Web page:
The literature of finance and economic growth frequently investigates associations between banking and growth (e.g., King and Levine, 1993, Levine et al., 2000, Beck et al., 2000, Christopoulos and Tsionas, 2004 and Loayza and Ranciere, 2006). Numerous studies also examine relationships between stock markets and economic growth (e.g., Atje and Jovanovic, 1993, Harris, 1997, Levine and Zervos, 1998, Arestis et al., 2001, Beck and Levine, 2004, Hondroyiannis et al., 2005, Wu et al., 2010 and Cheng et al., 2011). However, investigations of the finance–growth nexus generally ignore relationships between credit and equity markets. The post-2007 financial crisis reveals the importance of interactions between credit and equity markets on economic activity. Securitization2 is said to improve efficiency and liquidity of credit markets, but it lets banks off-load default risk in capital markets. In effect, this interaction deepens adverse selection and moral hazard in loan markets, and strengthens the connection of banks industry and capital markets.3 The recent financial crisis point out the importance of the interaction between credit and equity markets on economic activities. Therefore, models that investigate the influence of financial institutions on economic growth must include both markets. Except for the actual operation of credit and equity markets, Arestis et al. (2001) indicate that economic growth may be influenced by interaction between credit and equity markets. However, the extent of that influence depends on whether credit and equity markets are substitutes or complements, and the literature is ambiguous on that point. Arestis et al. (2001) indicate that firms reduce their needs for bank borrowing when they issue equity, suggesting that the two markets are substitutes. They argue that if credit markets are better positioned than equity markets to monitor agency problems, then expanding equity markets at the expense of credit markets may impede economic growth. Arestis et al. (2001) also suggest that rising stock market capitalization may augment banks’ non-lending businesses such as underwriting.4 If so, financial intermediation swells with stock markets as both simultaneously promote economic growth. Accordingly, a complete picture of the finance–growth nexus must feature the relationship between banking and stock markets. Generally, financial openness or liberalization can expand business volumes and enhance efficiency in the equity market and the banking system. The melioration in bank development allows banks to attract borrowers to finance through efficient services, which may lead to the substitutive relationship between the equity market and the banking sector. While a healthier and more liquate equity market can attract borrowers to finance from the equity market, this also benefits the banks’ underwriting business, which may lead to the substitutive or complementary relationship between the two markets. Deidda (2006) indicates that premature financial development offering advice financial liberalization in lower income countries may hurt their economies. Liu and Hsu (2006) indicate that Taiwan's economy did not seriously suffer from the Asian financial crisis of 1997–1998 owing to conservative financial liberalization. Accordingly, financial openness increases the uncertain relationships between banks and equity markets, which then ambiguously impacts economic growth. Therefore, the interaction between the banking and equity markets should consider a complete picture of the finance–growth nexus, especially in economies with ongoing financial openness processes. Previous time-series literature generally disregards the potential for structural breaks (e.g., liberalization of financial systems) that may shift long-run relationships (e.g., see Arestis and Demetriades, 1997, Xu, 2000, Chang and Caudill, 2005 and Hondroyiannis et al., 2005).5 The likelihood of regime shifts increase over lengthy sample periods. Therefore, a time-series analysis of financial institutions and economic growth must accommodate changes in long-run relationships before and after any break. This study investigates the finance–growth nexus by considering the relation between credit and equity markets, and incorporating possibility of a structural break in our model. We followed Boyd and Smith (1996) and Demirguc-Kunt and Maksimovic (1996) in using the relation between economic growth and the debt-to-equity ratio to convey interaction between credit and equity markets. An economy develops alongside increases (decreases) in the debt-to-equity ratio, supporting the claim that the two sources of finance are complements (substitutes). In other words, this ratio highlights the linkage between banking and stock markets within the framework of economic growth. To identify the structural breakpoint endogenously, we conducted cointegration tests developed by Gregory and Hansen (1996) to examine the long-run relationship between financial institutions and growth as well as the breakpoint. The endogenously decided breakpoint allows us to separate the full sample into two sub-samples and investigate discrete long-run relationships before and after the breakpoint. Our study focuses on the impact of financial institutions on Taiwan's economic growth. Complicated by proximity to mainland China and predominance of individual investors, Taiwan has a shallow domestic stock market characterized by high turnover and high volatility.6 The Taiwan Stock Exchange Company (TSEC) reported that 95% of transactions were generated by individual investors in 1993, and that they initiated nearly 70% of equity transactions in 2005. Therefore, the unique structure and investor characteristics of Taiwan's equity markets may augment the existing literature about the finance–growth nexus, particularly in a relatively immature market. Our empirical results show that the breakpoint obtained from Gregory and Hansen (1996) appeared in the third quarter of 1982, which coincides with the onset of financial openness. Our results also show that the substitution effect between credit and equity markets is improved following financial openness, suggesting that financial openness expands the size of capital markets, while the broader business scope of financial institutions helps undermine these two markets to struggle limited resources. Moreover, the negative relation between volatility and economic growth before openness turned positive afterward. This implies that post-openness volatility in Taiwan's stock market efficiently reflects information flows. These hence promote economic growth. Finally, the positive relation between liquidity and growth before openness become negative afterward, suggesting that financial openness bring undesirable side effect of liquidity. Our long-run results are robust even when taking into account the crucial role of the private bond market. The organization of the paper is given as follows. Section 2 discusses the variables and data used in the study. Section 3 describes our empirical methods including the unit-root tests with regime shifts developed by Zivot and Andrews (1992), the cointegration tests with regime shifts provided by Gregory and Hansen (1996), and the cointegration tests of Johansen (1988) and Johansen and Juselius (1990). The empirical results of the paper are discussed in Section 4. Finally, some concluding remarks are offered in Section 5.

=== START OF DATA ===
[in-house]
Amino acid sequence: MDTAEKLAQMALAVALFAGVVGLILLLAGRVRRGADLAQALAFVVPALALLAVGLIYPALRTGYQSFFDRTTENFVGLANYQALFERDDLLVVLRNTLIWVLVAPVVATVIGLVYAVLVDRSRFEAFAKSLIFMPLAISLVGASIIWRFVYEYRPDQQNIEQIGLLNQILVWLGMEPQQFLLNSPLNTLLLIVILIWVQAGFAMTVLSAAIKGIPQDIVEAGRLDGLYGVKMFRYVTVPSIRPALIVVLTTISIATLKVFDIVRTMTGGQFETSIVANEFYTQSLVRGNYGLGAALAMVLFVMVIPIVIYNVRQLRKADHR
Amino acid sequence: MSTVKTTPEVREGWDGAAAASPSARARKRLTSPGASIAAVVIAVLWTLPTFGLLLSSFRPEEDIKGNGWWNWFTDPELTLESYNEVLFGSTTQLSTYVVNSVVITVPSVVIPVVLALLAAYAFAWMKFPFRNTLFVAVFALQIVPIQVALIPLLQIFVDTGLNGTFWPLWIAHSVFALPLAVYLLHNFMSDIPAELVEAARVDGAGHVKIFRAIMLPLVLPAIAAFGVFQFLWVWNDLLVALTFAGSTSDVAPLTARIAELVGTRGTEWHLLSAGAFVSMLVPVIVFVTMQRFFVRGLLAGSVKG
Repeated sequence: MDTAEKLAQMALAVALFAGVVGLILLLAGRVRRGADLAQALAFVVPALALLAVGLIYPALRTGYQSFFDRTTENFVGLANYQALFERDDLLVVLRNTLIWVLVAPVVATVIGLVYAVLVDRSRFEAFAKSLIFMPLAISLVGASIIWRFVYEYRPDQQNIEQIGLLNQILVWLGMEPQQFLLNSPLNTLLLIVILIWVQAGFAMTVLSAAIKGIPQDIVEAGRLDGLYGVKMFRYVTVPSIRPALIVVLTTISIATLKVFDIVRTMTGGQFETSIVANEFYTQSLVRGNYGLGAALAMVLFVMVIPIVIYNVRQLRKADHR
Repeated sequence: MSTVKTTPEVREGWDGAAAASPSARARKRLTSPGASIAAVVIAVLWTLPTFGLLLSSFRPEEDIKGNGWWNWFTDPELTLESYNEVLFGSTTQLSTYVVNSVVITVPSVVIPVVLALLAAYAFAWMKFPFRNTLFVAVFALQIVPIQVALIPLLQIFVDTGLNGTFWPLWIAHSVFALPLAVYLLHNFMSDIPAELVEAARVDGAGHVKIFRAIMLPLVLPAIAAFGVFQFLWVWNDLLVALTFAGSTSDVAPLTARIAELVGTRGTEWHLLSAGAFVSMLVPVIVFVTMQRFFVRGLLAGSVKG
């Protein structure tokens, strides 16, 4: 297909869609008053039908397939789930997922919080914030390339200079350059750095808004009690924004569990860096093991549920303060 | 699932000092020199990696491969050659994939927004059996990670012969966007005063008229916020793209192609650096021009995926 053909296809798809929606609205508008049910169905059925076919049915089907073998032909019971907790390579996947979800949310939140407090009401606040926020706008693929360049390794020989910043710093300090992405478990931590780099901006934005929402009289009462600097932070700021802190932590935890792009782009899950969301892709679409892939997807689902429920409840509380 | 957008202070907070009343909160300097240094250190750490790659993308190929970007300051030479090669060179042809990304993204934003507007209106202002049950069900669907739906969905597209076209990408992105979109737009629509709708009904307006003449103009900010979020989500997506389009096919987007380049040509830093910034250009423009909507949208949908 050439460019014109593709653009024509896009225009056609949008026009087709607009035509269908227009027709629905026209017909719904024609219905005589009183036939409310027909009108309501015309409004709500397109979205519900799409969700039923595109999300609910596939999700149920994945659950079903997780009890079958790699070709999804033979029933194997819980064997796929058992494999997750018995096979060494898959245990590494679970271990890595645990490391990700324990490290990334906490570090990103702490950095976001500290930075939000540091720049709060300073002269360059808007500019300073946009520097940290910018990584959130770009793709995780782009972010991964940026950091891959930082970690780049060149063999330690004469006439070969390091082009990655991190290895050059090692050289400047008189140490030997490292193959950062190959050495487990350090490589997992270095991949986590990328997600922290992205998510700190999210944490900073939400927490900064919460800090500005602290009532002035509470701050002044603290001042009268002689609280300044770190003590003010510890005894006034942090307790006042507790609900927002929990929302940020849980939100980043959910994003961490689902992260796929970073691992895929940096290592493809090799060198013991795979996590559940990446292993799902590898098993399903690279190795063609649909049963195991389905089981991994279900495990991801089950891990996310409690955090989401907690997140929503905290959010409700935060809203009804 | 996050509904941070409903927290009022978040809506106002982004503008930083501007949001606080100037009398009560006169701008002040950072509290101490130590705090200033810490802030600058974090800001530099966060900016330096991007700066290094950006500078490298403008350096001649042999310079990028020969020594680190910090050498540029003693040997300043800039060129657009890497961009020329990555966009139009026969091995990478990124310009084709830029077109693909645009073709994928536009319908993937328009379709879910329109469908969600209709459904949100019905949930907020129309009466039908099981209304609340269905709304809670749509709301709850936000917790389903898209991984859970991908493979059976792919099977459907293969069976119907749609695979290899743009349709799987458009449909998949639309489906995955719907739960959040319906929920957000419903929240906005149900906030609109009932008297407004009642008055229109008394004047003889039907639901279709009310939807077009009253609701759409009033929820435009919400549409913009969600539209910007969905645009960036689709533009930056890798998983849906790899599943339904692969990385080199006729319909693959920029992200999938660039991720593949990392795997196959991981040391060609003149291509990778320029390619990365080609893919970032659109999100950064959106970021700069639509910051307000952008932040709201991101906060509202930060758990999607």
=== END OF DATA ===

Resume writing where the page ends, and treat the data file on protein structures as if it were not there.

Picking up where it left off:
نتیجه گیری انگلیسی
This study applied quarterly data from 1973 to 2007 to investigate the impact of financial institutions on economic growth in Taiwan, with emphases on the possibility of a structural break and the link between credit and equity markets. We obtained several noteworthy results. First, the breakpoint obtained by Gregory and Hansen (1996) appears in the third quarter of 1982, which coincides with the period of financial openness. Second, the substitution effect between credit and equity markets is improved following financial openness, suggesting that financial openness help undermine these two markets to grapple with limited resources. That is, stock markets and banks provide different services, and policymakers need not afflict the former to advance the latter. Third, the negative relation between volatility and economic growth before openness turned positive after openness. This implies that under the circumstance of more mature stock market after financial openness, appropriate return volatility in the stock market efficiently reflects the effects of new information in an efficient stock market. These promote economic growth. Finally, the positive association between liquidity and economic growth before openness soured afterward, suggesting undesirable side effects of excess liquidity.